Can you imagine a business that decides to implement a new set of policies without considering whether or how any of the current policies are working? And can you imagine the results if that business had no concrete way to measure whether or how any of the current policies are working? Obviously, it would be a disaster.
But what about our personal lives? Do we ever stop to consider how and why we are doing things the we do? From our daily habits, to family living, to hobbies and skills, we can learn a lot from taking time to reflect back on what is and isn’t working, and why.
Good resolutions start with good reviews. Have you paused to take a good look at 2018?
If you are not a perfectionist, this post may not make much sense. (As ever, it’s important to know where you are to know where you need to aim. If you don’t suffer with perfectionism, the advice below probably doesn’t apply to you.)
Today I found myself running late for an appointment. I hate hurrying, but it was my own fault. The trains were also running late, and those few minutes were probably going to cost me. As I rushed along in the cold, the times grew tighter and I found myself becoming more and more stressed.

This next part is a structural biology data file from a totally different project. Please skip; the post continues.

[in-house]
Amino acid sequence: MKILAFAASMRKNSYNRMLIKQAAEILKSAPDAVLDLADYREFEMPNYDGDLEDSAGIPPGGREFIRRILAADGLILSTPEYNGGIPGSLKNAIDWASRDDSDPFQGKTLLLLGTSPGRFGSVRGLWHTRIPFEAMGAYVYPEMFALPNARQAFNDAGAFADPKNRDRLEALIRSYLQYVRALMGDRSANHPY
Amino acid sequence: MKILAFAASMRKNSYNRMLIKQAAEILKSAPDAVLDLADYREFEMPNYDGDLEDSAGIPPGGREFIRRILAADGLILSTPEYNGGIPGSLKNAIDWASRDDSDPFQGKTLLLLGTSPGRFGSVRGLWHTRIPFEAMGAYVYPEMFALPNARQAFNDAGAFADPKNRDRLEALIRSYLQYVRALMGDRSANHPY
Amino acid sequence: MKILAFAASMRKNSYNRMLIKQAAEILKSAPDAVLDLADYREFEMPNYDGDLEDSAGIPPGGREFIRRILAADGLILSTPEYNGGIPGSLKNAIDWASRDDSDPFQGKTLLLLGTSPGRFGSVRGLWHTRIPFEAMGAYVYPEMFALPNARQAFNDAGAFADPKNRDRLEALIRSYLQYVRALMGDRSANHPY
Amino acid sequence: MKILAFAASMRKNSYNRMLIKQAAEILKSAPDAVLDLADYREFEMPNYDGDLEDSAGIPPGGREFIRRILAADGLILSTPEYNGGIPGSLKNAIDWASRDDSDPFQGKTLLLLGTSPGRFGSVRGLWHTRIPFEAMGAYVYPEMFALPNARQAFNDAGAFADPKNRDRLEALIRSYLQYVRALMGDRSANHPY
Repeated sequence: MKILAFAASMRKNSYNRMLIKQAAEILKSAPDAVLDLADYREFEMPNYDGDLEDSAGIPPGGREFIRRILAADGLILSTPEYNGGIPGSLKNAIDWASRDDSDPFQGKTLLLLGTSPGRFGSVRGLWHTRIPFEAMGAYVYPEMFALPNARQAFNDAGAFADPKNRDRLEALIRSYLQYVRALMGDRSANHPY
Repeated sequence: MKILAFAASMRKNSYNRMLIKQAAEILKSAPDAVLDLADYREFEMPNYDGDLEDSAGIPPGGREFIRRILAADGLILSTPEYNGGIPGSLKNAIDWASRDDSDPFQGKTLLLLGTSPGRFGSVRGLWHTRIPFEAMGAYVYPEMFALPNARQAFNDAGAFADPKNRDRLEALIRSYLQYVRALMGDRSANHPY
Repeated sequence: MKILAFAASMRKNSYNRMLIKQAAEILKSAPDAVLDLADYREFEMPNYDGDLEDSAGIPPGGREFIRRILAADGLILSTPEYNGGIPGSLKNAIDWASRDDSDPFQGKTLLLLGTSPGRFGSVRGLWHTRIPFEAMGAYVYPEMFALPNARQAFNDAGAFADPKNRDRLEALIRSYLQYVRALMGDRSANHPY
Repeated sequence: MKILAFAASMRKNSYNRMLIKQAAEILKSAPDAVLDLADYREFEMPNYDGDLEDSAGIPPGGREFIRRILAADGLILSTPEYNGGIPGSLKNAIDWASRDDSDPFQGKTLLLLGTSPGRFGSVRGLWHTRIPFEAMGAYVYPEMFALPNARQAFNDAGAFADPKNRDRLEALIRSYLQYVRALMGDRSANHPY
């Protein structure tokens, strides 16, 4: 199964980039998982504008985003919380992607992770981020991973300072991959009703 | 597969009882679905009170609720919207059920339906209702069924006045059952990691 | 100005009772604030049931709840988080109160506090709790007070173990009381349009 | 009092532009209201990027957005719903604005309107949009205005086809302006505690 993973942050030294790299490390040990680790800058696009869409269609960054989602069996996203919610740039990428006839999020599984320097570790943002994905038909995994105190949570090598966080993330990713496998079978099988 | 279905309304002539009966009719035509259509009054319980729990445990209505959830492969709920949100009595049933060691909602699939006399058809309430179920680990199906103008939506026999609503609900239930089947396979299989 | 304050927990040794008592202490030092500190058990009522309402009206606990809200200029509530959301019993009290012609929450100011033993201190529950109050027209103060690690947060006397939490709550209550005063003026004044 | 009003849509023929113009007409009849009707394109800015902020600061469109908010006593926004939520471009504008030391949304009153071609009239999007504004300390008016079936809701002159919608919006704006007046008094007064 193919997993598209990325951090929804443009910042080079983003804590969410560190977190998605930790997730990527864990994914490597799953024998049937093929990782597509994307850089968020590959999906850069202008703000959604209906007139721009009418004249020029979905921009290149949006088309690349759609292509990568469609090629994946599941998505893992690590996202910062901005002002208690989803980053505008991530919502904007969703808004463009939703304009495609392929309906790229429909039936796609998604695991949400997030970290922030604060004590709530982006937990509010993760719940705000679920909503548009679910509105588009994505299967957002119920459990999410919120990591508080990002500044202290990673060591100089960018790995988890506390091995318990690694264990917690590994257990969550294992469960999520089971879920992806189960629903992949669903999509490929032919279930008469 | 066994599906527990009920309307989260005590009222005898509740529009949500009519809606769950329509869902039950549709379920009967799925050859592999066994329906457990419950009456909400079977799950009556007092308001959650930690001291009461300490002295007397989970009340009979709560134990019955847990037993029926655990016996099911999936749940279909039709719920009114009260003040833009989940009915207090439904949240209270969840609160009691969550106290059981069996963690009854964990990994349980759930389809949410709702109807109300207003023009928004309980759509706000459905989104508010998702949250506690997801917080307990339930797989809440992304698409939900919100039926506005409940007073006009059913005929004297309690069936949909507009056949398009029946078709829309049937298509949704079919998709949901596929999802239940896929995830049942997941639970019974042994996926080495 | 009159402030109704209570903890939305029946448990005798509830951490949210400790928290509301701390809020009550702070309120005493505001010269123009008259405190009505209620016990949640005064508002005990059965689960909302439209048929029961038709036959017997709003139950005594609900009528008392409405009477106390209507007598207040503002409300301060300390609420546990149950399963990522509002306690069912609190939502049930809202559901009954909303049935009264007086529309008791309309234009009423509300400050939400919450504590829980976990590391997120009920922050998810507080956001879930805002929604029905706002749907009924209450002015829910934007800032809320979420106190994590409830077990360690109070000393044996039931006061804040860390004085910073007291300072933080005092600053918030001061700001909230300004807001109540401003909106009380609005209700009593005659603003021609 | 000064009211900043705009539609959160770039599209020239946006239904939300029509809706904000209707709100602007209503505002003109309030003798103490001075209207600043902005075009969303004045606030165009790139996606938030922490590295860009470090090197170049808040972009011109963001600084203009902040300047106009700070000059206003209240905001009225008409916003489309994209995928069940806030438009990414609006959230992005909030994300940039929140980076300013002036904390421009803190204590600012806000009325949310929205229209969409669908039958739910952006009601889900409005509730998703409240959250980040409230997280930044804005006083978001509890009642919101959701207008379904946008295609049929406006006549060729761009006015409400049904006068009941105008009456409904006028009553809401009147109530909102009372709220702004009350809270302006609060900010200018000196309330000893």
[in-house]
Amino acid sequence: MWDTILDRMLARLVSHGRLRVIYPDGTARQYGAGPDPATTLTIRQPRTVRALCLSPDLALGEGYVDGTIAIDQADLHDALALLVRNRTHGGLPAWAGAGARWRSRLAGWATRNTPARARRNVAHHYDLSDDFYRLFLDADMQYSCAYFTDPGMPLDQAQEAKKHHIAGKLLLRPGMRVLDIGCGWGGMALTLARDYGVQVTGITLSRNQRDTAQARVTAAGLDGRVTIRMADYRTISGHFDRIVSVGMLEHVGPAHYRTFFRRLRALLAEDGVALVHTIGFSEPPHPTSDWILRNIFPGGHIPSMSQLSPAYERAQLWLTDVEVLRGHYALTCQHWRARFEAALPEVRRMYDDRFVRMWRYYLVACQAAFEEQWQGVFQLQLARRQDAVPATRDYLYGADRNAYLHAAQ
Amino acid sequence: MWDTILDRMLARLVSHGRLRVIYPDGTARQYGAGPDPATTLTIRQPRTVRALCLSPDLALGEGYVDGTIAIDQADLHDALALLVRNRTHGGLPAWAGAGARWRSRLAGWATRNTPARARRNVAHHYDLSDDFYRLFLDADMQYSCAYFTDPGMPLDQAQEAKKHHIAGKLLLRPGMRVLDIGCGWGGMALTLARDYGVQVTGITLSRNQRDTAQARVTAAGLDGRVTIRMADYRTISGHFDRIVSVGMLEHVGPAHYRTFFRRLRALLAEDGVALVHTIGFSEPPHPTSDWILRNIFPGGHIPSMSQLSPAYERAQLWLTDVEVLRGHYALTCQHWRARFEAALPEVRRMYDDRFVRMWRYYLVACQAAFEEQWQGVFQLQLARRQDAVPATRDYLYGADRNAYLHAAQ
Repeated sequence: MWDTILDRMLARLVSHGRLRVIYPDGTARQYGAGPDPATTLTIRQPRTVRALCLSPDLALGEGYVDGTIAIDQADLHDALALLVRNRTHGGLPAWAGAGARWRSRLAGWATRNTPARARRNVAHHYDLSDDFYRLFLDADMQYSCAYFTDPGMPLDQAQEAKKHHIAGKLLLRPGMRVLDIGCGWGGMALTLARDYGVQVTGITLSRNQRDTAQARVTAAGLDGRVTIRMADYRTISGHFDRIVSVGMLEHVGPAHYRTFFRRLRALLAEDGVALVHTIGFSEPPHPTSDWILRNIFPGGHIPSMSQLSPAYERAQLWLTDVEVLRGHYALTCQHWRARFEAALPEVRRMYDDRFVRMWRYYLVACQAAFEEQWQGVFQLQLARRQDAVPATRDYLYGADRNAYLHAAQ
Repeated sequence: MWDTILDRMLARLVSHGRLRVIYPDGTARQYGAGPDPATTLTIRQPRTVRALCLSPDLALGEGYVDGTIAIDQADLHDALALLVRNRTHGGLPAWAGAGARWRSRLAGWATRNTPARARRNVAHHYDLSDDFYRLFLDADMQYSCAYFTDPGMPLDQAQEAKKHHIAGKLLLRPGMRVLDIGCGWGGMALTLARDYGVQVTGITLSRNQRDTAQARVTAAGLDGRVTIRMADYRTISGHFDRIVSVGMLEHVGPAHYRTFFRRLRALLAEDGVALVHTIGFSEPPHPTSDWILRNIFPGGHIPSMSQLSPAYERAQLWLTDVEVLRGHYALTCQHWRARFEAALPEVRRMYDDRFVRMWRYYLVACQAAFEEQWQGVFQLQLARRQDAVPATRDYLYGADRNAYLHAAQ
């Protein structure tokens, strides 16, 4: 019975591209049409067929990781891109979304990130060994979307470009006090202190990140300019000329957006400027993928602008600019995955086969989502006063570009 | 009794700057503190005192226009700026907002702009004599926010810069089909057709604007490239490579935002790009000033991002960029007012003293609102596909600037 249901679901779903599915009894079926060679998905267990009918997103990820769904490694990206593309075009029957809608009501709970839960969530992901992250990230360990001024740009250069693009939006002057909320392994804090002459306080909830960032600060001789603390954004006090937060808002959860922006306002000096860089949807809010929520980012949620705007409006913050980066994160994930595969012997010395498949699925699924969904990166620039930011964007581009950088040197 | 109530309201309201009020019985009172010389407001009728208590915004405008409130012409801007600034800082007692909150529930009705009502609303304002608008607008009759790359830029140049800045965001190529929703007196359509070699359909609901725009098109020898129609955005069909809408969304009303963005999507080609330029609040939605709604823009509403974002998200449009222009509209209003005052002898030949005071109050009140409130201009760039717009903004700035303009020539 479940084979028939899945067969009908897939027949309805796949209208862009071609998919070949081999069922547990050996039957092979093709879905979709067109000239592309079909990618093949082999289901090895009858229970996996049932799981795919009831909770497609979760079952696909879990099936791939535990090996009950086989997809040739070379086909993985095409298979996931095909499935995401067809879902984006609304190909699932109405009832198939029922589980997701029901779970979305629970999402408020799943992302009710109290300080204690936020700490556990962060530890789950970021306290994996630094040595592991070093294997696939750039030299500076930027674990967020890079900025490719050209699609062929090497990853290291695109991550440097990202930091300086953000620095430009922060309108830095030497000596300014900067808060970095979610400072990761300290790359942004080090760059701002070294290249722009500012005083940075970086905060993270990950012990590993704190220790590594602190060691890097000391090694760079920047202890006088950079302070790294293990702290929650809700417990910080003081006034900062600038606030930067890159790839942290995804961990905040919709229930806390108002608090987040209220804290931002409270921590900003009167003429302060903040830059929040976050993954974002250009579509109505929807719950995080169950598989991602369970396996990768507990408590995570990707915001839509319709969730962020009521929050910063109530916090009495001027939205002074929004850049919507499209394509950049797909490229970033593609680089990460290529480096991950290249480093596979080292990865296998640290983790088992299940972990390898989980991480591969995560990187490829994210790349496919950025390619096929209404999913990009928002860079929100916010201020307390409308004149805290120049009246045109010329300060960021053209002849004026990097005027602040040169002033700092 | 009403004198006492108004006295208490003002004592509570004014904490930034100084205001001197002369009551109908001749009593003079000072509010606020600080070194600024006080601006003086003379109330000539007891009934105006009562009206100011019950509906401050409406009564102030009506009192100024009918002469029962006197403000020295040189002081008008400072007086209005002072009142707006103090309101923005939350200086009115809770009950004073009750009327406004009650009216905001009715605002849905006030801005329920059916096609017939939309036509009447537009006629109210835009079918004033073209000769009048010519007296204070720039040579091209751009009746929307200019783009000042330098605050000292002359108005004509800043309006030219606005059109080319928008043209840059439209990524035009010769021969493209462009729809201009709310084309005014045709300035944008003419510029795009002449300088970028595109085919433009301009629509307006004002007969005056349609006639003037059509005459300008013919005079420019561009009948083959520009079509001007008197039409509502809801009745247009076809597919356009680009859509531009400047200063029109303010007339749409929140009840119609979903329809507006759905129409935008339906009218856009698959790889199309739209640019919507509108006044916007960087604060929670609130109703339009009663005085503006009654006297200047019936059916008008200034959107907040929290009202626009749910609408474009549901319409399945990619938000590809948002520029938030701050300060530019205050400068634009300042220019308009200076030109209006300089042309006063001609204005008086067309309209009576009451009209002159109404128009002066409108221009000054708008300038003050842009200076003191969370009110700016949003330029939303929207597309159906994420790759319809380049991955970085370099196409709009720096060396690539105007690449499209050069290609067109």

Still, it was a beautiful morning, with the sun poking through the clouds after the bitter rains of the past few days. And in a moment of grace, it occurred to me that either I could spend the entire morning stressed out, or I could try to enjoy it, despite the pressures of time.
This realization felt like a hard-won victory. I’m prone to stress, to wanting to control everything, to having things be just the way I want them to be. But the last few years, it has occurred to me that choosing to be the kind of person who is driven by stress is just that – a choice. At least, in part. Continue Reading
It’s still August, but the weather has shifted and my American friends are getting ready for back-to-school season and the internet seems full of new planners, backpacks, and freshly sharpened pencils. Autumn, more than winter for me, is a time to start thinking about resolutions for a new year.
Most of us make resolutions, but we often frame them in terms of what we want to accomplish or produce, rather than the type of person those resolutions are making us to be.
We resolve to lose 10 pounds or get a degree or eat more spinach. We plan to make partner at the firm or earn 100k or buy a new vacation home. We try to take 100 photos in 100 days or learn to ski or master making perfect pasta.
“And what I’ve realized is that I cling to stress because I fear I am not worthy unless I am busy. I maintain an overbooked schedule because it makes me feel needed and successful. To give up the sensation of feeling stressed, for me, would be to give up feeling significant.”
These words really caused me to think. I’ve been consciously trying to stop hurrying and to build more margin into my days. I don’t like being “busy” for the sake of it, and there are few things I enjoy more than a lazy afternoon spent reading a good novel. But what about this idea of “feeling significant”?
This is a question that seems to plague almost everyone I meet: what makes you feel significant? What makes you feel like you matter? Where does your worth come from? Continue Reading